And last but not least, Bountiful Baskets. This week I ordered my first "bountiful basket" from a food co-op and loved it. With six different fruits and six different vegetables, the baskets seem like a fun and economical way to encourage our family to incorporate more fresh fruits and veggies into our diets. Here's to good eating!

Sunday, January 23, 2011

Winter Warmth

There's been so much excitement around the Wheeler home lately that it's been difficult to keep up with the chronicling. So please forgive this rather random catch-up post. I'll try to be a bit more organized in the future (although I rather doubt I'll succeed...)

Closing out Christmas

When our minivan bailed and eliminated grocery shopping for a week, we defrosted an extra turkey and pulled out all the trimmings we could find in our cupboards. It was so much fun to close out the Christmas season by enjoying one last decadent dinner as a family.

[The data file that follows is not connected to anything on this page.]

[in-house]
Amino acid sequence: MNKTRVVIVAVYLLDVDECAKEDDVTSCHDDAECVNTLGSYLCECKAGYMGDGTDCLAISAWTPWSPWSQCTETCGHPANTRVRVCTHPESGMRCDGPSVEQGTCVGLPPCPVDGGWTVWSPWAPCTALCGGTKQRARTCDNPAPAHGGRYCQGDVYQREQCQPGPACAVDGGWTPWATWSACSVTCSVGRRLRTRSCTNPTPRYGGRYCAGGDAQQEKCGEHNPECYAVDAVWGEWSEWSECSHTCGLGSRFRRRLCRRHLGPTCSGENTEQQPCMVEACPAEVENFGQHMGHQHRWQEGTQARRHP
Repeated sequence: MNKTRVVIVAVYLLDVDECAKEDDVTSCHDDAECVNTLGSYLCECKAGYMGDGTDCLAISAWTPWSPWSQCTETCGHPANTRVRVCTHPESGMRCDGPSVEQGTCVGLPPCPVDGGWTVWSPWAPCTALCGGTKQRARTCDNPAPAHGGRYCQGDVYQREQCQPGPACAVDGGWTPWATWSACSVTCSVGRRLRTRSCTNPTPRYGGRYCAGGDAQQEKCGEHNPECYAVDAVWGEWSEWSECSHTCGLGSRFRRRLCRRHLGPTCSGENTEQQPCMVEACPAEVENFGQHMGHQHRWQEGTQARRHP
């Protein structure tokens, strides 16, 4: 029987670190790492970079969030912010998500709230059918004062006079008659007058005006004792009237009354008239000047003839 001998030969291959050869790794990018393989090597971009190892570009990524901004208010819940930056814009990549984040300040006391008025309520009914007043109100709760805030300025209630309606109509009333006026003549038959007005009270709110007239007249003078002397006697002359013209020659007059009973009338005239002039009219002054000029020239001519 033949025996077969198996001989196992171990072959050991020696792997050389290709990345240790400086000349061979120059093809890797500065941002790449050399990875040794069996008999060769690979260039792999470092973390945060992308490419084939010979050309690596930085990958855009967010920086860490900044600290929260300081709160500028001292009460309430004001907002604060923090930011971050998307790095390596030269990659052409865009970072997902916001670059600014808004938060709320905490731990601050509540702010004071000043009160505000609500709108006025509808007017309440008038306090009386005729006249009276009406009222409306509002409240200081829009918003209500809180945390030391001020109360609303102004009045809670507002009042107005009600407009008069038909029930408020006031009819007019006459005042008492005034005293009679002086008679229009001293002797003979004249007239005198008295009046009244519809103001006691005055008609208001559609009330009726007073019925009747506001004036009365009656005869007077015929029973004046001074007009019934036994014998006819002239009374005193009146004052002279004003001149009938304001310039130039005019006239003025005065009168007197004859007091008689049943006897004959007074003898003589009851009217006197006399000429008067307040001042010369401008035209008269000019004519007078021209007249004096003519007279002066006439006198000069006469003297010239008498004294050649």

The girls enjoyed having a table all to themselves, and felt pretty special when I served them on the fancy dishes. Hey, somebody's gotta use 'em!

As tasty as the dinner was, the leftovers were even better. We made a Thai turkey coconut soup seasoned with coriander, cloves, cumin, corn, and coconut milk. (Cinnamon, ginger, and chilis too, but they don't alliterate as well.) In the words of Talia, Yummmm!

Klondike Camping

Once our minivan and heater started behaving again, Jason left the warm comfort of our warm home to accompany our 11 year-old neighbor on the Scout Klondike.

The campsite in Cedar Breaks was only an hour from St. George, yet certainly chillier! The ground was so icy that they couldn't dig snow caves for everyone, so some spent the frosty night in tents.